Shopping marketplaces like Amazon, Google Shopping, and Bizrate, favor stores with free shipping. Users can check a box at the top to filter out sellers that charge for shipping. Many marketplaces also prominently display free shipping on your listings. If competitors charge for shipping, then having free shipping on your listings steers shoppers your way.
If you’re ready to make the move to free shipping, it’s important to keep your shipping costs in-check and your profits up. Next, we’ll explore several ways to do this.
Ways to Lower Your Shipping Costs
You always need to keep a sharp eye on shipping costs. But it’s particularly important to save every penny if you offer free shipping, especially on mid- and low-margin products. If you don’t ship every order at the lowest possible shipping rate, you’re essentially leaking profits.
Here are 3 ways to make sure you pay the lowest possible rates on every order you ship.
1. Use shipping rate comparison software
If you don’t use shipping rate comparison software, you’re probably paying more than you should on shipping. It’s that simple. Even sellers shipping identical packages, like subscription boxes, can save by comparing rates among carriers since some are cheaper than others to specific locations. And if you ship a variety of package sizes and weights daily, shipping comparison software is essential. Some, like ShippingEasy and Ordoro even offer free plans.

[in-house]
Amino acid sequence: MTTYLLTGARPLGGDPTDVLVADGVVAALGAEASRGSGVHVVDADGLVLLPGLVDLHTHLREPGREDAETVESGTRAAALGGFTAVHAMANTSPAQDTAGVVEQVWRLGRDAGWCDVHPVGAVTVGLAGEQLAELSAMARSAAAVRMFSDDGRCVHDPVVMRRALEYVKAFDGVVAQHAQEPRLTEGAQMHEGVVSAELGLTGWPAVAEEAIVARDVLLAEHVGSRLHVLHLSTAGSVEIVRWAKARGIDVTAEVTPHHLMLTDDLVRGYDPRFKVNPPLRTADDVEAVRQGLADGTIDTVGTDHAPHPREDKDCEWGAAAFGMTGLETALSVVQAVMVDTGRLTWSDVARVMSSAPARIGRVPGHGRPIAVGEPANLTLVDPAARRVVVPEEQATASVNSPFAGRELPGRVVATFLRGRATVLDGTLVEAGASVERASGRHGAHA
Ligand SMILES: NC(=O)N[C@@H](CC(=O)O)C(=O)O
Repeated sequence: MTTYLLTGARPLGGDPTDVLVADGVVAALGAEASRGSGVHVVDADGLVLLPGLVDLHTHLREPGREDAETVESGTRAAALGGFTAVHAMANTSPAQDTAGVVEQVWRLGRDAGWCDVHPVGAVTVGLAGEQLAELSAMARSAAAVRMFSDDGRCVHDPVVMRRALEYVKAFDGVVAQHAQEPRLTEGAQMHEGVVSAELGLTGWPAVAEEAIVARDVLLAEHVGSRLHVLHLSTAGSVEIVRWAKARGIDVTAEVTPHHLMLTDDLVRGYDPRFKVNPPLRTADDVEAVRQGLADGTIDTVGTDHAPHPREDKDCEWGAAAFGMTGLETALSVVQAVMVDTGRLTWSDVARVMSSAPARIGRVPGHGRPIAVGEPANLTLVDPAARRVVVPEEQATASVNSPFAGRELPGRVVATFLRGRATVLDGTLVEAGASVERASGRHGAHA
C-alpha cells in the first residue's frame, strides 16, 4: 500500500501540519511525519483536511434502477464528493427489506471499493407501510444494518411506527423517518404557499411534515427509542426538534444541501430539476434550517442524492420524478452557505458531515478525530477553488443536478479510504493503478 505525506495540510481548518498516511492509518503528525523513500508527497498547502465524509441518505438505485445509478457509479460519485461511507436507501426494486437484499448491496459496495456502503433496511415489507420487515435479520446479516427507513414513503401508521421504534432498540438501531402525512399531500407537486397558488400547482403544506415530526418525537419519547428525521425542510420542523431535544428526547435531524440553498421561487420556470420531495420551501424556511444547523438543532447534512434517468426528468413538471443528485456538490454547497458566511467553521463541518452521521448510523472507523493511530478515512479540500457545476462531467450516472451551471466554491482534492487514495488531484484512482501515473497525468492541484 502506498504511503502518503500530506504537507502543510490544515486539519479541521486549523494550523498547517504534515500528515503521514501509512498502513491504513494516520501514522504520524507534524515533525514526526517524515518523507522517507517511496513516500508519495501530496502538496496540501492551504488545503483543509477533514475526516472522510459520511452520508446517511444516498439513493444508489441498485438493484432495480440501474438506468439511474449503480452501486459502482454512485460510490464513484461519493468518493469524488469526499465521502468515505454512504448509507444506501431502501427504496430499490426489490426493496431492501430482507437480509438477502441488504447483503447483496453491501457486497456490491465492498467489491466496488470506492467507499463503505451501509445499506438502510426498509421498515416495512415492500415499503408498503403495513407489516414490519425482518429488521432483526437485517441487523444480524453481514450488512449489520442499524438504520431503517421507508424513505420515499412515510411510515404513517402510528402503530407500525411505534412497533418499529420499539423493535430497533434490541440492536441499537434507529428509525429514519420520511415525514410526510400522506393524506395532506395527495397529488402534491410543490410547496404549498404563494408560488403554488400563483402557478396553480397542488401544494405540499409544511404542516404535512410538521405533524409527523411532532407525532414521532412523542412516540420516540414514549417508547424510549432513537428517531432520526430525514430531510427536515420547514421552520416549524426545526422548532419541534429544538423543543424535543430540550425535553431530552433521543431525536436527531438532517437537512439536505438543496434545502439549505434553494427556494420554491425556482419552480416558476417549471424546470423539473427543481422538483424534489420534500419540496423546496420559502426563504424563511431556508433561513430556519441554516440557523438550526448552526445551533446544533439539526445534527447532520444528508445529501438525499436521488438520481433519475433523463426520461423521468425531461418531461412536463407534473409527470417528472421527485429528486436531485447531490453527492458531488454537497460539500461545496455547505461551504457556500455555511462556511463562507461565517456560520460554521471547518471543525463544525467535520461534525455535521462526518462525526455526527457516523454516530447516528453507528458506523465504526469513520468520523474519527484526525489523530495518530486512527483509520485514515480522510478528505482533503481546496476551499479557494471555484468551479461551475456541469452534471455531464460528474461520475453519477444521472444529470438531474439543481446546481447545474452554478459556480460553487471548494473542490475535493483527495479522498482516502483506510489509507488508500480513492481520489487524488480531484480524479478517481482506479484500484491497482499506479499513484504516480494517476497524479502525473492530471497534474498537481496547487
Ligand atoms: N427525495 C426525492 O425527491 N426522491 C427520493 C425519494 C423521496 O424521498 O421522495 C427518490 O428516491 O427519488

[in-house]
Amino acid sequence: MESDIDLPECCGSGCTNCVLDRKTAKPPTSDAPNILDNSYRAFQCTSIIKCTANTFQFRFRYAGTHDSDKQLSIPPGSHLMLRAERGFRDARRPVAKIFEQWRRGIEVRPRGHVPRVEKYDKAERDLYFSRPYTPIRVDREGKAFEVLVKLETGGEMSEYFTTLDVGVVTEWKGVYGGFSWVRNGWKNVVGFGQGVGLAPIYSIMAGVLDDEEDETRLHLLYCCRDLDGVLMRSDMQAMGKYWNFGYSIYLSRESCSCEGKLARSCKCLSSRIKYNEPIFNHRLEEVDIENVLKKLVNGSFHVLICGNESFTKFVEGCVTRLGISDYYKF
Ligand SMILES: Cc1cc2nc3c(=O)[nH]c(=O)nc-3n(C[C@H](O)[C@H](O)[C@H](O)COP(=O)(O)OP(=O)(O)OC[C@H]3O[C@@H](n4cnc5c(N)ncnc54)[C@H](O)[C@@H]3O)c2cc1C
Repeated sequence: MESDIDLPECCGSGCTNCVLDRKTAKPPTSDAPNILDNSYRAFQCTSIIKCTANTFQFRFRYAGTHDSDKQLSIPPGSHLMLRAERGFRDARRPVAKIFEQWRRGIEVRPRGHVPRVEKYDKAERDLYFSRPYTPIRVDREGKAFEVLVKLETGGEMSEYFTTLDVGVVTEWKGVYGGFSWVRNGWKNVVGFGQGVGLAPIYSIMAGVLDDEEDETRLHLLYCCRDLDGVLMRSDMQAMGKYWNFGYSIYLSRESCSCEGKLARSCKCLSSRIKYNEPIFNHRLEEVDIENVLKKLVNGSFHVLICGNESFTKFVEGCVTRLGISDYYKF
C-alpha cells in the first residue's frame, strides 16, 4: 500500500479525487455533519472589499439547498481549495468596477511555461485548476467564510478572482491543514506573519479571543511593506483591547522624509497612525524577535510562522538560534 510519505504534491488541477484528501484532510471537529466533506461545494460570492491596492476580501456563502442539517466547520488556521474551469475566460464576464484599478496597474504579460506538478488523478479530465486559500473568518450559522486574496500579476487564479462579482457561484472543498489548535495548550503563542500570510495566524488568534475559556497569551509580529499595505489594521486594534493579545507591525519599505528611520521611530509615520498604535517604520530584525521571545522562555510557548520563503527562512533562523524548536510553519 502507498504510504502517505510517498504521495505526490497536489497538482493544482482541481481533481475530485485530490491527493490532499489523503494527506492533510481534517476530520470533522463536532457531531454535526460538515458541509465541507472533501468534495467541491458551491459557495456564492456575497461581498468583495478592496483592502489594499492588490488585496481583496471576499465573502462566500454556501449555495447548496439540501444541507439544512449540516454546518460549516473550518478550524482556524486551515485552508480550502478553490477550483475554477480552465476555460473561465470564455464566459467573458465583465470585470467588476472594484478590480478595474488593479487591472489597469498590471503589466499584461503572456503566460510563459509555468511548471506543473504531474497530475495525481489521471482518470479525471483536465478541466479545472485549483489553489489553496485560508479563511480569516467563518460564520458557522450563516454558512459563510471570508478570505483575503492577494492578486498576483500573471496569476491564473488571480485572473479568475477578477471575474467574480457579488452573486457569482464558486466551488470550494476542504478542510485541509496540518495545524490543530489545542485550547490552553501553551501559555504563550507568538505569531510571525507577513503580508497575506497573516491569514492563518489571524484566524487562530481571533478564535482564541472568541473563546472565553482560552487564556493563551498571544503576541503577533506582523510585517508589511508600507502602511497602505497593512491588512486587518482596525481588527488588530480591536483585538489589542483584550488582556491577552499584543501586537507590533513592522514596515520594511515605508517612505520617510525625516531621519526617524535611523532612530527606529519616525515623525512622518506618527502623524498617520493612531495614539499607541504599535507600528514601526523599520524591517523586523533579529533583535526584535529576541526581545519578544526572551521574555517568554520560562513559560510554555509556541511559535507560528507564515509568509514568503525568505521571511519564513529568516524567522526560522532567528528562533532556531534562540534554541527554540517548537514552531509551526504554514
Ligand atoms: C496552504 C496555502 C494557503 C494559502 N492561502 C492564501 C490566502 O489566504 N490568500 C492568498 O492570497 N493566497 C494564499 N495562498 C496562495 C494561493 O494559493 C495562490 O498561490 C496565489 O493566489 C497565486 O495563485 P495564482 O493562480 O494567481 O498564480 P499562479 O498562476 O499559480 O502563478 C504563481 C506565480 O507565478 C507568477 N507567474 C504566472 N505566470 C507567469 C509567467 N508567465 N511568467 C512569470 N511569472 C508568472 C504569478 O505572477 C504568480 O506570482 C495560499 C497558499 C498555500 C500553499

2. Work with a fulfillment company
Using an order fulfillment company to handle your inventory, packing, and shipping is beneficial in many ways, but particularly so when it comes to shipping savings. These companies ship a lot of packages and get deep discounts from UPS, FedEx, and even the US Postal Service. They pass these savings on to their clients. In fact, that’s a top reason that many small sellers use fulfillment services to ship their orders.
Many sellers find that their shipping savings covers much of their overall fulfillment costs. So, for not much more than you pay to ship orders yourself, you can free up time otherwise spent shipping orders and focus on building your business. Another plus is that your fulfillment partner is a shipping expert. They can help you define the best conditions for a profitable free shipping program.
If you want to explore fulfillment partner options, start your search with the free fulfillment matchmaker service provided by FulfillmentCompanies.net.